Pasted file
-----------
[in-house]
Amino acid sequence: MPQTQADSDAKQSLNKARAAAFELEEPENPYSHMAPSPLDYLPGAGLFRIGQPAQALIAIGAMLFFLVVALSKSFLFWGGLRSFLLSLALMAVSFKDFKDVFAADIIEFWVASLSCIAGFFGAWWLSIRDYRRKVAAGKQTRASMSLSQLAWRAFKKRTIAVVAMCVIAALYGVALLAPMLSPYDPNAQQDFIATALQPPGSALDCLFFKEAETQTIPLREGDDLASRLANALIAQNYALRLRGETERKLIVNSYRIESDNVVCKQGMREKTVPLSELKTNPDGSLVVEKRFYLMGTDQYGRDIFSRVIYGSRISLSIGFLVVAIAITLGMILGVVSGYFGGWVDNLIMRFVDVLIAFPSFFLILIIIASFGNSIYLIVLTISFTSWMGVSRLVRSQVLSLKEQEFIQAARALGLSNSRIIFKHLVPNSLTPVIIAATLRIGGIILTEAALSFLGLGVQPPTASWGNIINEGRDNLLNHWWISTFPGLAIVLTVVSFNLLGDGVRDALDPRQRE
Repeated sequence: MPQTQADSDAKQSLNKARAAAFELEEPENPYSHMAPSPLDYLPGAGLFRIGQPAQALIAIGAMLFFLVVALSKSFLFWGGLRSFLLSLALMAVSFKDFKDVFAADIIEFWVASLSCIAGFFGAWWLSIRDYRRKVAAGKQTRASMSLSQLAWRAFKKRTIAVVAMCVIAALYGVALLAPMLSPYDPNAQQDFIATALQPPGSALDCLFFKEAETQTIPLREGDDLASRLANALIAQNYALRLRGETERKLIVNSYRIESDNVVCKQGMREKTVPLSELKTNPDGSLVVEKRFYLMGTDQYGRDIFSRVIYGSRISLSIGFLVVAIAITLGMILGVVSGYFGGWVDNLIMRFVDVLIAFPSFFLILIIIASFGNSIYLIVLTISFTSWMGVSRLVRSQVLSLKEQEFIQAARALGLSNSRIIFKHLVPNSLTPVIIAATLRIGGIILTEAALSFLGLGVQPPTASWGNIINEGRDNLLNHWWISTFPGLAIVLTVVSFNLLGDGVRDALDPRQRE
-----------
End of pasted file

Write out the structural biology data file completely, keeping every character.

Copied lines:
[in-house]
Amino acid sequence: MPQTQADSDAKQSLNKARAAAFELEEPENPYSHMAPSPLDYLPGAGLFRIGQPAQALIAIGAMLFFLVVALSKSFLFWGGLRSFLLSLALMAVSFKDFKDVFAADIIEFWVASLSCIAGFFGAWWLSIRDYRRKVAAGKQTRASMSLSQLAWRAFKKRTIAVVAMCVIAALYGVALLAPMLSPYDPNAQQDFIATALQPPGSALDCLFFKEAETQTIPLREGDDLASRLANALIAQNYALRLRGETERKLIVNSYRIESDNVVCKQGMREKTVPLSELKTNPDGSLVVEKRFYLMGTDQYGRDIFSRVIYGSRISLSIGFLVVAIAITLGMILGVVSGYFGGWVDNLIMRFVDVLIAFPSFFLILIIIASFGNSIYLIVLTISFTSWMGVSRLVRSQVLSLKEQEFIQAARALGLSNSRIIFKHLVPNSLTPVIIAATLRIGGIILTEAALSFLGLGVQPPTASWGNIINEGRDNLLNHWWISTFPGLAIVLTVVSFNLLGDGVRDALDPRQRE
Repeated sequence: MPQTQADSDAKQSLNKARAAAFELEEPENPYSHMAPSPLDYLPGAGLFRIGQPAQALIAIGAMLFFLVVALSKSFLFWGGLRSFLLSLALMAVSFKDFKDVFAADIIEFWVASLSCIAGFFGAWWLSIRDYRRKVAAGKQTRASMSLSQLAWRAFKKRTIAVVAMCVIAALYGVALLAPMLSPYDPNAQQDFIATALQPPGSALDCLFFKEAETQTIPLREGDDLASRLANALIAQNYALRLRGETERKLIVNSYRIESDNVVCKQGMREKTVPLSELKTNPDGSLVVEKRFYLMGTDQYGRDIFSRVIYGSRISLSIGFLVVAIAITLGMILGVVSGYFGGWVDNLIMRFVDVLIAFPSFFLILIIIASFGNSIYLIVLTISFTSWMGVSRLVRSQVLSLKEQEFIQAARALGLSNSRIIFKHLVPNSLTPVIIAATLRIGGIILTEAALSFLGLGVQPPTASWGNIINEGRDNLLNHWWISTFPGLAIVLTVVSFNLLGDGVRDALDPRQRE